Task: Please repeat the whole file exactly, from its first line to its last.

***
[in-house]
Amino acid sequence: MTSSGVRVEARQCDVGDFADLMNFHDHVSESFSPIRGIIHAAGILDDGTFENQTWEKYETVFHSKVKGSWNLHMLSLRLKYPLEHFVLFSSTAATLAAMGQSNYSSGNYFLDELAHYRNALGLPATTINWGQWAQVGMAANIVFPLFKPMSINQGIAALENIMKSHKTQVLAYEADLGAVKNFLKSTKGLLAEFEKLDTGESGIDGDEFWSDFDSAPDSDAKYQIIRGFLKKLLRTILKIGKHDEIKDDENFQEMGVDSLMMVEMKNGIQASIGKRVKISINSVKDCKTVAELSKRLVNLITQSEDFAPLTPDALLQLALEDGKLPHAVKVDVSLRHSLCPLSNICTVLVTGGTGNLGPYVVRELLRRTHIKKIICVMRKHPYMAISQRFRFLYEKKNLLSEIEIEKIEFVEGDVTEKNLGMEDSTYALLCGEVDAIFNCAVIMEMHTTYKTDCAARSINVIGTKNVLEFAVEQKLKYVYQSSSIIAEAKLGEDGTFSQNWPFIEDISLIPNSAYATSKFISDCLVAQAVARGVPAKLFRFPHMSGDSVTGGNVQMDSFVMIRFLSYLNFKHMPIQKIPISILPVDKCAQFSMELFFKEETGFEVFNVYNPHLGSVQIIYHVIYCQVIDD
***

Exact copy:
[in-house]
Amino acid sequence: MTSSGVRVEARQCDVGDFADLMNFHDHVSESFSPIRGIIHAAGILDDGTFENQTWEKYETVFHSKVKGSWNLHMLSLRLKYPLEHFVLFSSTAATLAAMGQSNYSSGNYFLDELAHYRNALGLPATTINWGQWAQVGMAANIVFPLFKPMSINQGIAALENIMKSHKTQVLAYEADLGAVKNFLKSTKGLLAEFEKLDTGESGIDGDEFWSDFDSAPDSDAKYQIIRGFLKKLLRTILKIGKHDEIKDDENFQEMGVDSLMMVEMKNGIQASIGKRVKISINSVKDCKTVAELSKRLVNLITQSEDFAPLTPDALLQLALEDGKLPHAVKVDVSLRHSLCPLSNICTVLVTGGTGNLGPYVVRELLRRTHIKKIICVMRKHPYMAISQRFRFLYEKKNLLSEIEIEKIEFVEGDVTEKNLGMEDSTYALLCGEVDAIFNCAVIMEMHTTYKTDCAARSINVIGTKNVLEFAVEQKLKYVYQSSSIIAEAKLGEDGTFSQNWPFIEDISLIPNSAYATSKFISDCLVAQAVARGVPAKLFRFPHMSGDSVTGGNVQMDSFVMIRFLSYLNFKHMPIQKIPISILPVDKCAQFSMELFFKEETGFEVFNVYNPHLGSVQIIYHVIYCQVIDD